Red and Yellow Introduced: 1954 (modern versions 1994) The American chocolate brand M&M’s was inspired by the similar British brand Smarties, which Forrest Mars Sr of the Mars Company saw soldiers eating during the Spanish Civil War; because the chocolate pellets were coated in a hard syrup shell, they wouldn’t melt in the heat. Since the early ’50s, M&M’s have been fronted by talking anthropomorphic candy characters, initially one plain and one peanut, but since the ’90s an entire extended family have developed, each with a distinct personality. Most popular are the obnoxious, cynical Red and the happy, naive Yellow; such big names as Jon Lovitz and John Goodman have voiced them at various times. Distinctly adult – and even sexual – compared to most food mascots, they’ve given M&M’s a sort of frat boy, gross-out comedy appeal…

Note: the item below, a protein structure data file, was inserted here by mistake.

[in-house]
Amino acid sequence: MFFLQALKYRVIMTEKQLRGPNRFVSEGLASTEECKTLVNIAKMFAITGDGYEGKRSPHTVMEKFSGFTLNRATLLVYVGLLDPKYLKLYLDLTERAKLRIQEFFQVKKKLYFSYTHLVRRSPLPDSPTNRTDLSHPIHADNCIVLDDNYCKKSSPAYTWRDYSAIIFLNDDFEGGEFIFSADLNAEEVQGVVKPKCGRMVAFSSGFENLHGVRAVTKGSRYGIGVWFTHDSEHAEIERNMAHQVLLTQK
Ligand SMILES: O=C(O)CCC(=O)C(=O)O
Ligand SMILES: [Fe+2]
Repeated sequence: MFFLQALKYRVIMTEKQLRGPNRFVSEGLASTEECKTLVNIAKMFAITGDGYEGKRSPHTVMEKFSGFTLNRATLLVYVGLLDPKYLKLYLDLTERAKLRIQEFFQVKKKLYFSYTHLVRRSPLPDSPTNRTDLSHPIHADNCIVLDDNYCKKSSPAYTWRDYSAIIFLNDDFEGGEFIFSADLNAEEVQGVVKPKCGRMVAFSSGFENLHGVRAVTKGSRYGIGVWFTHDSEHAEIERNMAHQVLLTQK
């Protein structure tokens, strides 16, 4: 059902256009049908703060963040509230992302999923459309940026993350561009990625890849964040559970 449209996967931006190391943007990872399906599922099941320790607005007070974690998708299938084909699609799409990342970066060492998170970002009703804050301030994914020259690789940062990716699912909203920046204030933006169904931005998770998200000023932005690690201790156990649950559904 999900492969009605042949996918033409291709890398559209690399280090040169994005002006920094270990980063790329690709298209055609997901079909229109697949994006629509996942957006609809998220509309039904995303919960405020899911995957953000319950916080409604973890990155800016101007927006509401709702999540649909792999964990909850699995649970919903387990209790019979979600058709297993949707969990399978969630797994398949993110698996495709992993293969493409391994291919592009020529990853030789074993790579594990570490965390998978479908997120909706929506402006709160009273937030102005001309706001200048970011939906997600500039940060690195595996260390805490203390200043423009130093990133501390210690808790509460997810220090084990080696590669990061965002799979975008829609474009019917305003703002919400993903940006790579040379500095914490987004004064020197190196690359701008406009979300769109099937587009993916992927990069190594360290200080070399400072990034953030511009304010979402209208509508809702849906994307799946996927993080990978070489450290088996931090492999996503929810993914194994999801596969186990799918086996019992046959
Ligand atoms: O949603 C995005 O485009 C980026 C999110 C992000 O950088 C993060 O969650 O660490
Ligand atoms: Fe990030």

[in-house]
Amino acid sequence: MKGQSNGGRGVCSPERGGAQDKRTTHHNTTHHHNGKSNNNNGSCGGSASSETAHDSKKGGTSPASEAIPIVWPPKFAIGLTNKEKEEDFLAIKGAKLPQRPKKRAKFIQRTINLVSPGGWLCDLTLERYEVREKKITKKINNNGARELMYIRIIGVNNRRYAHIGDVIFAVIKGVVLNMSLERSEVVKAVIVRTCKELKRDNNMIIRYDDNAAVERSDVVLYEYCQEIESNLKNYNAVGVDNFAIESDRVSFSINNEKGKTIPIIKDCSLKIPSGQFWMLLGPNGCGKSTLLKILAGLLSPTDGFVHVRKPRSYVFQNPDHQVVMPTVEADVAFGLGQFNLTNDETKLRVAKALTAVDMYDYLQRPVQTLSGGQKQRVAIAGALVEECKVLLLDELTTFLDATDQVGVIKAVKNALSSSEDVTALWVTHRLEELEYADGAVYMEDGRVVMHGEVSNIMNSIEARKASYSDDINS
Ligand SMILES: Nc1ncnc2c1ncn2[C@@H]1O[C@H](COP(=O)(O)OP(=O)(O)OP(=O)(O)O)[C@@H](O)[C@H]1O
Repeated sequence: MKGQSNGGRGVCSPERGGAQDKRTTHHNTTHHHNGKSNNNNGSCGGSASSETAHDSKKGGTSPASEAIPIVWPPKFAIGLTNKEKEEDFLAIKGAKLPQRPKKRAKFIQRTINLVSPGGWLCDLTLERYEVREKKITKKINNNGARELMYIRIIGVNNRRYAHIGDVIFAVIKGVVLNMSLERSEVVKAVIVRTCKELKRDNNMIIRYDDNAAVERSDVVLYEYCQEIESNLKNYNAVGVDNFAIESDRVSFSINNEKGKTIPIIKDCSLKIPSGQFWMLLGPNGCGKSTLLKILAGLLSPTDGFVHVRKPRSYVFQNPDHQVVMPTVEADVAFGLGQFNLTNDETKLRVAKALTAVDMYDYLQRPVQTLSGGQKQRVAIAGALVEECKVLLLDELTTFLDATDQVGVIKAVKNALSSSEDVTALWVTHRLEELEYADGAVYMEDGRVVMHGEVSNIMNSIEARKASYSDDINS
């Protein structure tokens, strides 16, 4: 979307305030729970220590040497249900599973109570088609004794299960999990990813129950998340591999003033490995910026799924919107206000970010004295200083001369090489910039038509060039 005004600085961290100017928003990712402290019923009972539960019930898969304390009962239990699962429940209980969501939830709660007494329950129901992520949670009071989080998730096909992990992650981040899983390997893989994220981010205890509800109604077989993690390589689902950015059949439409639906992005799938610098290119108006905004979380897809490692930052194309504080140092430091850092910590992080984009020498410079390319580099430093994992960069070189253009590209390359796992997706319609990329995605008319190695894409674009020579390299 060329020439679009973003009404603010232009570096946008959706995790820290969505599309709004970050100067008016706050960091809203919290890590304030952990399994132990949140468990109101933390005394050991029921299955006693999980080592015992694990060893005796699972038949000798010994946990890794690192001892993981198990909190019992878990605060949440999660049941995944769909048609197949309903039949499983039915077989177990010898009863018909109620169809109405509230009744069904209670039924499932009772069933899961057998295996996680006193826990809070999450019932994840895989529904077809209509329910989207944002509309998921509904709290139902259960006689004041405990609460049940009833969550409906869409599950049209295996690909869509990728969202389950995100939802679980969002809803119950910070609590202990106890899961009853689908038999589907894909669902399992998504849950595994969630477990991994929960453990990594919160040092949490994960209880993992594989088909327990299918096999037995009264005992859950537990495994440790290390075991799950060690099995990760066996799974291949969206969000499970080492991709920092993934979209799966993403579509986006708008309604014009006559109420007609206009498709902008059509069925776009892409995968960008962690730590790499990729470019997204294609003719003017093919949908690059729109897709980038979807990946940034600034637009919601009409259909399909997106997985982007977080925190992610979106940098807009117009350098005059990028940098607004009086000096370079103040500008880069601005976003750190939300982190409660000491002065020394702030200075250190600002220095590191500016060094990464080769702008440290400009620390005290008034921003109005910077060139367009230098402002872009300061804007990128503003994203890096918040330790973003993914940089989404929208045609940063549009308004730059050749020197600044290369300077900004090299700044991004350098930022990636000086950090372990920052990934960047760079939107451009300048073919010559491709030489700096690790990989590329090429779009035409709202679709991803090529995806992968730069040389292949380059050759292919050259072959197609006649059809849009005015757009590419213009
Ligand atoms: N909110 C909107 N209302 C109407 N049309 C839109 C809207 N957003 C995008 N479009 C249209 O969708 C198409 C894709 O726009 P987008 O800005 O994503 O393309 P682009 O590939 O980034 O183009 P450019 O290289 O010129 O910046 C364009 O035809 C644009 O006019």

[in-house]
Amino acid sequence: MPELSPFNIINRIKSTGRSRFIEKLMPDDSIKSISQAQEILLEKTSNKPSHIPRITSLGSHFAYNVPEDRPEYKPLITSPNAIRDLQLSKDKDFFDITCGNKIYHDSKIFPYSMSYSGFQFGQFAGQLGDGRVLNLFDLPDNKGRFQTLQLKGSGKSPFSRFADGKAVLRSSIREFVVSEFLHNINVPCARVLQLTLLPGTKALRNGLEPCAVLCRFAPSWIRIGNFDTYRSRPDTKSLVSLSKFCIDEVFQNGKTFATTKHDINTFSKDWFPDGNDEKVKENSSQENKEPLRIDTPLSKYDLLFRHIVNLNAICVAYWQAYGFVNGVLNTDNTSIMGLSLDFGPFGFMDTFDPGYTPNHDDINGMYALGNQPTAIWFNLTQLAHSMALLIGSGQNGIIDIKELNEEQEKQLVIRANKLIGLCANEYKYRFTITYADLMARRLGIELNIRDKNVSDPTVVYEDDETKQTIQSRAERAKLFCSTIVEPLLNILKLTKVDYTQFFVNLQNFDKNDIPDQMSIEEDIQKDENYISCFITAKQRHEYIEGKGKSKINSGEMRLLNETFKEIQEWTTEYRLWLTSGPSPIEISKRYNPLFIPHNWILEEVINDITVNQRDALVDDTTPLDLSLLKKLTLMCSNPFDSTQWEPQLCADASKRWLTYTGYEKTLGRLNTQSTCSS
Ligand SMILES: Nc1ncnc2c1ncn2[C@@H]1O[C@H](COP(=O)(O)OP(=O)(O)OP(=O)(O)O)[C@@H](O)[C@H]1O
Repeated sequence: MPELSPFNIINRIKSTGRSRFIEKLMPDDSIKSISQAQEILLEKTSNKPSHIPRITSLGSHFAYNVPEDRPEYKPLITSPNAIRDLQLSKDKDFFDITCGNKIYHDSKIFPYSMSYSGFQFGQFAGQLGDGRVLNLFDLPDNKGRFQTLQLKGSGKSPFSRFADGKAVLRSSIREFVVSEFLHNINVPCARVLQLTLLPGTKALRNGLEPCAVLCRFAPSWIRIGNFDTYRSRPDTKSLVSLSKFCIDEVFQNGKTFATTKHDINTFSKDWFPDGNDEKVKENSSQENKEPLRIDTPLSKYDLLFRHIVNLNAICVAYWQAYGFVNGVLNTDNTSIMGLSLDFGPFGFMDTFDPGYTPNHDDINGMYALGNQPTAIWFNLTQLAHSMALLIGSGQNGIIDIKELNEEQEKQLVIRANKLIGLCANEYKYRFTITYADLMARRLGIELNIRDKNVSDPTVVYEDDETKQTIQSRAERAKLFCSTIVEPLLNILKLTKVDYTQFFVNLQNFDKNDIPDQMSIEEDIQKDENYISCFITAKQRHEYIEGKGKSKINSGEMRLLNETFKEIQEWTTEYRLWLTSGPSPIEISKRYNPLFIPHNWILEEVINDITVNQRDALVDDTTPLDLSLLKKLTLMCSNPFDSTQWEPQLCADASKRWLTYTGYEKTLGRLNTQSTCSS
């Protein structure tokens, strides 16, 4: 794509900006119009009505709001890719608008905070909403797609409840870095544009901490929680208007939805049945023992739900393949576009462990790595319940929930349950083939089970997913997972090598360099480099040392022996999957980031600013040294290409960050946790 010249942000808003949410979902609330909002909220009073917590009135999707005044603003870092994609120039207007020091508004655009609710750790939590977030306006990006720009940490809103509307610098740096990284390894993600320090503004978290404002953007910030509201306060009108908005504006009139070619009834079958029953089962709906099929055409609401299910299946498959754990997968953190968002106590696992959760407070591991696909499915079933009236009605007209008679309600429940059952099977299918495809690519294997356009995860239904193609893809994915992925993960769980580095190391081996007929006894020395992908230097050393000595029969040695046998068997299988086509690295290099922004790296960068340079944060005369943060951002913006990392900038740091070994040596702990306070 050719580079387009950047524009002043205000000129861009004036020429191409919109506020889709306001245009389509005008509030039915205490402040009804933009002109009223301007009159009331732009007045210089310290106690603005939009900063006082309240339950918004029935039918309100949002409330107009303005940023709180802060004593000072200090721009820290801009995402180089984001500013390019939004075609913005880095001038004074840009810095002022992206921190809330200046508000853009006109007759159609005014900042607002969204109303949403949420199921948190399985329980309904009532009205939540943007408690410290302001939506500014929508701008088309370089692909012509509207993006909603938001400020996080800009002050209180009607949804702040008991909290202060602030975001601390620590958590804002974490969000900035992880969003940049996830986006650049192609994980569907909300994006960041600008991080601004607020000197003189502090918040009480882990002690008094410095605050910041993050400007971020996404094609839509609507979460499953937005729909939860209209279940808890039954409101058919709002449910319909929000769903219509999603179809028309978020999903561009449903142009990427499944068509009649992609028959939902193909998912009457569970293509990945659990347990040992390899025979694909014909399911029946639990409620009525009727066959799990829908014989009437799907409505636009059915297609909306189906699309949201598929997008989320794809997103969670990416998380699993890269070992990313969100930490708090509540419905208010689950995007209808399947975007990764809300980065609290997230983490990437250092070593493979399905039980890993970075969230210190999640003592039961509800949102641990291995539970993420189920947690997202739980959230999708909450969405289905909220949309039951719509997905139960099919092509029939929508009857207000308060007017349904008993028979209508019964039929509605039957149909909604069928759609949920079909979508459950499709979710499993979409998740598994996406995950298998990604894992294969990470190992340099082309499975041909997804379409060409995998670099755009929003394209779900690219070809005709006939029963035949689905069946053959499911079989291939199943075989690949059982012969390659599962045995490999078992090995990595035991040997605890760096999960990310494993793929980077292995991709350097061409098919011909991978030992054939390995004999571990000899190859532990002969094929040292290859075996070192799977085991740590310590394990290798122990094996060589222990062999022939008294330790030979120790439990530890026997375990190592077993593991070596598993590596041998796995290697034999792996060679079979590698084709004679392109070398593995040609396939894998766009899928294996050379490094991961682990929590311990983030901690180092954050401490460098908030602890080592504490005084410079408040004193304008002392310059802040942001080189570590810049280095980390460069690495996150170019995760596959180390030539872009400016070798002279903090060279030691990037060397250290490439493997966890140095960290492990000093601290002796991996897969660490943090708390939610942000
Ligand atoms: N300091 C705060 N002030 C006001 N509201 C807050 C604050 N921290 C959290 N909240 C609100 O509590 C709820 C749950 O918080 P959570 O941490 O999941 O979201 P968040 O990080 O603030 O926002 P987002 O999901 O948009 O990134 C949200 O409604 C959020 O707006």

Aleksandr the Meerkat Introduced: 2009 Most likely to say: “Simples!” The most successful recent mascot has been Aleksandr Orlov and his friends and family, a gang of anthropomorphic, aristocratic Russian meerkats used to promote the price comparison website comparethemarket.com in Britain and Australia, the entire enduring campaign based around an unashamedly weak pun: that ‘meerkat’ and ‘market’ sound a bit the same, so users of the genuine thing are going to Orlov’s fictitious ‘comparethemeerkat.com’ instead. Orlov is depicted as a vain, cultured oligarch living in Moscow and London, and is often joined by sidekick Sergei and occasionally by a baby meerkat called Oleg, plus various inhabitants of the Russian village of Meerkovo and others. The success of this witty, beautifully rendered little alternative universe has seen comparethemarket.com become one of the UK’s best recognised brands.
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Design matters | Watch history | How it works Great watch wearers